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Tamarick Hill

July, the 31 Days of SQL Server DMO’s – Day 24 (sys.dm_db_index_operational_stats)

The sys.dm_db_index_operational_stats Dynamic Management Function returns information about the IO, locking, and access methods for the indexes that you currently have on your SQL Server Instance. This function takes four input parameters which are (1) database_id, (2) object_id, (3) index_id, and (4) partition_number. Let’s have a look at the results from this function against our AdventureWorks2012 database. This function returns a ton of columns, so not only will I not attempt to describe each of the columns, I wont even attempt to display all of them here. My query below will give you a subset of the columns returned from this function.

SELECT database_id, object_id, index_id, partition_number, leaf_insert_count, leaf_delete_count, leaf_update_count, leaf_ghost_count,
nonleaf_insert_count, nonleaf_delete_count, nonleaf_update_count, range_scan_count, forwarded_fetch_count, row_lock_count,
row_lock_wait_count, page_lock_count, page_lock_wait_count, Index_lock_promotion_attempt_count, index_lock_promotion_count,
page_compression_attempt_count, page_compression_success_count
FROM sys.dm_db_index_operational_stats(db_id('AdventureWorks2012'), NULL, NULL, NULL)




The first four columns in the result set represent the values that we passed in as our input parameters. If you use NULL’s as I did, then you will see results for every index on your system. I specified a database_id so my result set only shows those records pertaining to my AdventureWorks2012 database. The next columns in the result set provide you with information on how may inserts, deletes, or updates that have taken place on your leaf and nonleaf index levels. The nonleaf levels would refer to the intermediate and root index levels. In the middle of these you see a leaf_ghost_count column, which represents the number of records that have been logically deleted and marked as “ghosted”  and are waiting on the background ghost cleanup process to physically remove them. The range_scan_count column represents the number of range or table scans that have been performed against an index. The forwarded_fetch_count column represents the number of rows that were returned from a forwarding row pointer. The row_lock_count and row_lock_wait_count represent the number of row locks that have been requested for an index and the number of times SQL has had to wait on a row lock respectively. The page_lock_count and page_lock_wait_count represent the number of page locks that have been requested for an index and the number of times SQL has had to wait on a page lock respectively. The index_lock_promotion_attempt_count represents the number of times the database engine has attempted to promote a lock to the index level. The index_lock_promotion_count column displays how many times that index lock promotion was successful. Lastly the page_compression_attempt_count and page_compression_success_count represents how many times a page was attempted to be compressed and how many times the attempt was successful.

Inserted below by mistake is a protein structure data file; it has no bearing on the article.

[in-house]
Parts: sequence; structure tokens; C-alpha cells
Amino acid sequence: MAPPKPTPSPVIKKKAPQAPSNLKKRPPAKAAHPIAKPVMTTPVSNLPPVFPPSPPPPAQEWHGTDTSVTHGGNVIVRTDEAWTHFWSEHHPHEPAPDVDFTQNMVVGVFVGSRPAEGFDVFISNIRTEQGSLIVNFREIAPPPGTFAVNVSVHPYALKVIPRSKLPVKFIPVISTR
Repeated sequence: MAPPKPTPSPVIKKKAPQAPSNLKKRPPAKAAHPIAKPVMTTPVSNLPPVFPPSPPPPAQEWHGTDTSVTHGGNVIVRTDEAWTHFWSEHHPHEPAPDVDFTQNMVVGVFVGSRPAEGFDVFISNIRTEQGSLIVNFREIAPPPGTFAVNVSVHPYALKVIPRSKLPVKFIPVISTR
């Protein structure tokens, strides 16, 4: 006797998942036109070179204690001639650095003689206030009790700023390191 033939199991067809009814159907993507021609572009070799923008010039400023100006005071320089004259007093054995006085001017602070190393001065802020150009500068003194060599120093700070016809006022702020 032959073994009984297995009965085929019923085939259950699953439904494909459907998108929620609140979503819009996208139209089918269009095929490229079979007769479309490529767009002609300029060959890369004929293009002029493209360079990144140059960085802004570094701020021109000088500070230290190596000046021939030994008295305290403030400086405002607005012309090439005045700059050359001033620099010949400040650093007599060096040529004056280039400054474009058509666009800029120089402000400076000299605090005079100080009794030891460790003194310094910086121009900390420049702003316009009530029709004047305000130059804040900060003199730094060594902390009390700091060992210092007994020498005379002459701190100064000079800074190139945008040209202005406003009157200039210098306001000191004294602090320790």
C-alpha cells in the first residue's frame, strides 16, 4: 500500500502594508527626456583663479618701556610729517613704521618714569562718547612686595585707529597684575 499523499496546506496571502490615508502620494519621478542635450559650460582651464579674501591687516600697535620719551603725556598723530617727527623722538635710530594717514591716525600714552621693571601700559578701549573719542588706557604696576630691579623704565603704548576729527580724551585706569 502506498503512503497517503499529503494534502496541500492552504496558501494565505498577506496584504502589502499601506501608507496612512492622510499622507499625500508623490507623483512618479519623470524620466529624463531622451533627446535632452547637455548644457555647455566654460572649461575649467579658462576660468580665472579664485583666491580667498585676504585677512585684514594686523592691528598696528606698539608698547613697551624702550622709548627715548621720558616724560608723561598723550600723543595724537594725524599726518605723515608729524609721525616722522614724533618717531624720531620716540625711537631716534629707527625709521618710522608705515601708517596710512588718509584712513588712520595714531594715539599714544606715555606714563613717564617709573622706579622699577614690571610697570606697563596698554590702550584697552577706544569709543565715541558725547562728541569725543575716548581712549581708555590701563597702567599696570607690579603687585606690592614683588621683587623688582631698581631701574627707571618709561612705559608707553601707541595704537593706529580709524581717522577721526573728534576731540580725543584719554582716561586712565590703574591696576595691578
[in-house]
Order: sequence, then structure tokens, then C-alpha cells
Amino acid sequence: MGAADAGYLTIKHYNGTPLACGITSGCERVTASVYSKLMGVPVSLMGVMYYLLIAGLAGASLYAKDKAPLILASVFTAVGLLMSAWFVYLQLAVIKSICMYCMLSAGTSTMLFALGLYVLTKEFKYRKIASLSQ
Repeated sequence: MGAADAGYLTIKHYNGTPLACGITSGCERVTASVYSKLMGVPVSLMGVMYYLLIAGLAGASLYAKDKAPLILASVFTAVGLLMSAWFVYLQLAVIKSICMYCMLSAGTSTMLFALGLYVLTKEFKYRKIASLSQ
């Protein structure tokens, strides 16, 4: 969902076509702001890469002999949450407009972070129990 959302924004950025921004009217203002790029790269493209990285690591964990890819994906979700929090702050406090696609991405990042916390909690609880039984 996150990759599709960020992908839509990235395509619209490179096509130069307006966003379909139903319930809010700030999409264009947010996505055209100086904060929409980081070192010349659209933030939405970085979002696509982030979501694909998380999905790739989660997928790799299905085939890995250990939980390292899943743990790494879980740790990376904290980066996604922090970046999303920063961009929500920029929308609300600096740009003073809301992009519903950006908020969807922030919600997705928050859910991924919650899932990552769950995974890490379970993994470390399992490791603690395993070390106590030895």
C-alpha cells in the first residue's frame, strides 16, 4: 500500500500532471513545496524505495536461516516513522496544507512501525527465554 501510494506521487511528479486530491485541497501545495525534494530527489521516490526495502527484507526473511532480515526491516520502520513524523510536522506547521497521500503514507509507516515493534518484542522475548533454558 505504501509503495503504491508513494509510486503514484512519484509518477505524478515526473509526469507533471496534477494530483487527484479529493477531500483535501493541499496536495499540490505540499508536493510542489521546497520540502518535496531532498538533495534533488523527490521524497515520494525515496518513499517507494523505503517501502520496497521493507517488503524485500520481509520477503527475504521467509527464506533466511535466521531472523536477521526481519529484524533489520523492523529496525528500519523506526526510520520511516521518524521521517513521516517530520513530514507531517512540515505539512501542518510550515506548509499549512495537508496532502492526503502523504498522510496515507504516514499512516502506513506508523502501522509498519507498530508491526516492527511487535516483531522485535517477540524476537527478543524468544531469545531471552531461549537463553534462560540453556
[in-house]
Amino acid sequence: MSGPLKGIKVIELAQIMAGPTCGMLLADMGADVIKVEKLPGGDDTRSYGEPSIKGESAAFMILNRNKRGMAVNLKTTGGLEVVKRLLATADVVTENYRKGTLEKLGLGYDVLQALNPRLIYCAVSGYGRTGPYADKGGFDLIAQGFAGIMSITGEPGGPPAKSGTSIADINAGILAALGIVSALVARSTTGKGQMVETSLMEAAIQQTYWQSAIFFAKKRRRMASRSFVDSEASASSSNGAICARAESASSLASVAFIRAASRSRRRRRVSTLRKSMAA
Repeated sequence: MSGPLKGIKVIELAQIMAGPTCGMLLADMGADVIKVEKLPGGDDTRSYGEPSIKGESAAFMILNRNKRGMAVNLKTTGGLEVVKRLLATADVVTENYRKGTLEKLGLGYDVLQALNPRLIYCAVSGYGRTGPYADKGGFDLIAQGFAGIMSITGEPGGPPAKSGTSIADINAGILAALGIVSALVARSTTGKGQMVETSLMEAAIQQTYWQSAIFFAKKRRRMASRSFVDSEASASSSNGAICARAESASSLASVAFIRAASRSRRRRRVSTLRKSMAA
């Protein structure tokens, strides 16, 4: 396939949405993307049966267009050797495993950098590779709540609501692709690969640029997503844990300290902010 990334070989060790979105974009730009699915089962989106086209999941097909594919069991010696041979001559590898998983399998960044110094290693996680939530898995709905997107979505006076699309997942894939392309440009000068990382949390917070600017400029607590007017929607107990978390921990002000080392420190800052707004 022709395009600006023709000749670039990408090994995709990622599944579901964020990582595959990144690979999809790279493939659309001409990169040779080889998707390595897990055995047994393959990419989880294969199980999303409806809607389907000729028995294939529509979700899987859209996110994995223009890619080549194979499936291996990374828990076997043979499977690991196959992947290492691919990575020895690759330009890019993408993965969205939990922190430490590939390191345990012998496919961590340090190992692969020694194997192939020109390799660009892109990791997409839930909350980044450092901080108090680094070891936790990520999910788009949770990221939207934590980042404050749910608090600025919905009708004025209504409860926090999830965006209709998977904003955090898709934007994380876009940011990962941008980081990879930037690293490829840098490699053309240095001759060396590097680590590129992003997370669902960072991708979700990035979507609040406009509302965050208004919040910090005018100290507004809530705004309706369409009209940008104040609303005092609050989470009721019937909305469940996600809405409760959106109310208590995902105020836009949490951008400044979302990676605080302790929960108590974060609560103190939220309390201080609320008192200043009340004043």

As you can see there is a ton of information returned from this DMV. The DMV we reviewed on yesterday (sys.dm_db_index_usage_stats) provided you with good information on when and how indexes have been used, but this DMF takes an even deeper dive into these statistics. If you are interested in performing a very detailed analysis on the operational stats of your indexes, this is not only a good place to start, but more than likely the best place.

For more information on this Dynamic Management Function, please see the below Books Online link:

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Published Wednesday, July 24, 2013 10:33 AM by Tamarick Hill


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